The Brennan Center released a report this week on crime and murder in the country with the headline “New Data: Crime and Murder Down in 2017” stating that “an analysis of new 2017 crime data shows that all measures of crime — overall crime, violence, and murder — are projected to decline this year.” I questioned some of the finding and methodology on twitter but thought it was important to expand on my problems with the report here.
NOPD released their unofficially official Uniform Crime Report statistics recently for the second quarter of 2017 and the numbers aren’t particularly pretty. Overall crime is up 11.9 percent relative to the first half of 2016 with a 9.2 percent increase in person crime (murder, rape, robbery and assault) and a 12.6 percent increase in property crime (burglary, theft and auto theft).
Back in May I wrote a post titled “The Pessimist’s Murder Forecast for the Rest of 2017 in NOLA.” It predicted doom and gloom based on the available data showing an unexplainable year-long spike in gun violence. Between June 24, 2016 and June 23, 2017 there were 720 people shot in 569 shooting incidents and 206 people murdered in New Orleans. Those totals were +44.1%, +44.3% and +31.2% respectively relative to the city’s average gun violence from 2013 to 2015.
That article concluded with an optimistic caveat though, saying:
“The main assumption driving the pessimist case is that the level of gun violence will continue at the rate of the last four months for the rest of the year. The case for optimism (or, more accurately, less pessimism) is that there’s no inherent reason the trend over the last four months has to continue over the next seven. Maybe things get worse, but maybe they get better and return to the 2014 to mid-2016 level.”
It is possible that the optimistic scenario is unexpectedly coming true in the latter half of 2017.
In December 2007 Kevin Unter wrote a dissertation titled “The New Orleans Police Department: Melding Police and Policy to Dramatically Reduce Crime in the City of New Orleans”. I was interested so I gave it a read and noticed he cited a 1984 history of NOPD that I couldn’t find anywhere else. I shot Kevin a note and he quickly responded that he had a copy in his basement somewhere (he no longer lives in Louisiana, obviously).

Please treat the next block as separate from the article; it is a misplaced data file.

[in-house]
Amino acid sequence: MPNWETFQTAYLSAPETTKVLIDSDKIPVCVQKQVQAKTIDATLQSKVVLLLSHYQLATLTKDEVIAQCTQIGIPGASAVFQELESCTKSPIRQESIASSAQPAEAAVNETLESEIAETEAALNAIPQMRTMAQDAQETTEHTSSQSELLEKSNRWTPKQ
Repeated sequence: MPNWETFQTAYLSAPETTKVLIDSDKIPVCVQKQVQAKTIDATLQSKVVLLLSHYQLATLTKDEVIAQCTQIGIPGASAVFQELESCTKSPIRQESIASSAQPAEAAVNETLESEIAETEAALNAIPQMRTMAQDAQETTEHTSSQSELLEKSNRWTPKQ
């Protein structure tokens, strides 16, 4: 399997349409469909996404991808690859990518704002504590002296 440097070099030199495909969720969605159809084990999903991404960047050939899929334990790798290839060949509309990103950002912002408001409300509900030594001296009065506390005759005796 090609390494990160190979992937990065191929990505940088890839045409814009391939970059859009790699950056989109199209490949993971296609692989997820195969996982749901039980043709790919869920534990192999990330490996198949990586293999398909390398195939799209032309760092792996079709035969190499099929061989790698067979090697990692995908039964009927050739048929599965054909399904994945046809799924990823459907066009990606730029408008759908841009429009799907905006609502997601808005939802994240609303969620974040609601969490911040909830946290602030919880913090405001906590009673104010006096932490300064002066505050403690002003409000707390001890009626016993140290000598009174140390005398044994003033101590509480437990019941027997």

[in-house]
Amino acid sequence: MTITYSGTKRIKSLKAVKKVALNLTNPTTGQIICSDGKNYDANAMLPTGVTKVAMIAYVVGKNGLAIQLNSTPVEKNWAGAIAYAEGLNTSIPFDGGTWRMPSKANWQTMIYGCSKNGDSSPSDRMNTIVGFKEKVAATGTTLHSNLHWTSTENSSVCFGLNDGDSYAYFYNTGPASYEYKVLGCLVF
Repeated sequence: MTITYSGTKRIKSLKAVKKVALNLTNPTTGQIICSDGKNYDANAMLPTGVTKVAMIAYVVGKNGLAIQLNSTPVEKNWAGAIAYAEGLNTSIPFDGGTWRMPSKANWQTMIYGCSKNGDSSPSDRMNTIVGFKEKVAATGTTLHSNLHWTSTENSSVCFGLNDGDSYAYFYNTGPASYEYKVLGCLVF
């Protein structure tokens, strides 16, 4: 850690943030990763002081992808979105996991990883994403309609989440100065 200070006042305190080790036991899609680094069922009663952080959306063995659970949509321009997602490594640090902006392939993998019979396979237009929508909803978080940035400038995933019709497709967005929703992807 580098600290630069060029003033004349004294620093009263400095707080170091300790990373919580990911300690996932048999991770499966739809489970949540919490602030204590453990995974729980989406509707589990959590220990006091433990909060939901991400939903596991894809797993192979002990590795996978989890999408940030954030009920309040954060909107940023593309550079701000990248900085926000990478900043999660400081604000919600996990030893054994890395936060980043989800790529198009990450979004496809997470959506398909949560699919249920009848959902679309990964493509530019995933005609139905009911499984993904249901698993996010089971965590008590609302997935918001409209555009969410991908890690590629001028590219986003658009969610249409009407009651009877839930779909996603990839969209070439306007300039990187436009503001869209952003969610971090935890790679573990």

I open my mail a week later and find a copy of the 56-page history for my nerdy reading pleasure. The history was written by Ruth Asher (no relation) who served as a clerk with NOPD for over half a century.
If you’re interested I’ve uploaded the history for your nerdy reading pleasure History of the New Orleans Police Department (1984). Enjoy!
Much of the space of this blog is spent talking about trends that are changing for the negative, so it’s nice to write a post that solely highlights trends heading in a positive direction. Each of these three could probably get a fuller treatment, but I’m going to lump them together since I’ve had less time for blogging over the last few months. Continue reading “Three Positive NOLA Crime/Policing Trends”
The New Orleans mayoral election season is off and running and the early returns suggest that NOPD recruitment is likely to be a topic of interest. A recent NOLA.com editorial cited Forward New Orleans, a coalition of civic groups, calling for the next mayor to commit to growing NOPD by 50 officers.
Increasing NOPD’s size by 50 officers per year for several years is a worthy goal in my opinion, but our discussion should focus on new ways of growing the department because the current method simply is not solving the problem.
Louisiana freshman Senator John Kennedy made waves on Friday telling WVUE that “(Stop and Frisk) worked in New York. It’s the only way I know left to get the guns and thugs and dopes off the street. We got young people killing young people and now other citizens, and the reason is they got these guns, and until you get the guns you’re not going to stop it. The criticism of it is it’s racial profiling. No, not when it’s done correctly. When it’s done correctly, race has nothing to do with it.”
But Kennedy is wrong. New Orleans should want nothing to do with stop and frisk, and here’s why.
There have been 718 people shot in 568 shooting incidents and 205 people murdered in New Orleans over the last 365 days. If this were the end of the calendar year those figures would be by far the worst of the Landrieu administration.
As May comes to a close it is worthwhile to examine where New Orleans stands with UCR Part I crime. Previous posts have covered how I estimate UCR Part I crime counts and it’s worth noting that the city hasn’t published the first quarter crime official stats yet as of May 31. Continue reading “NOLA Crime YTD Update”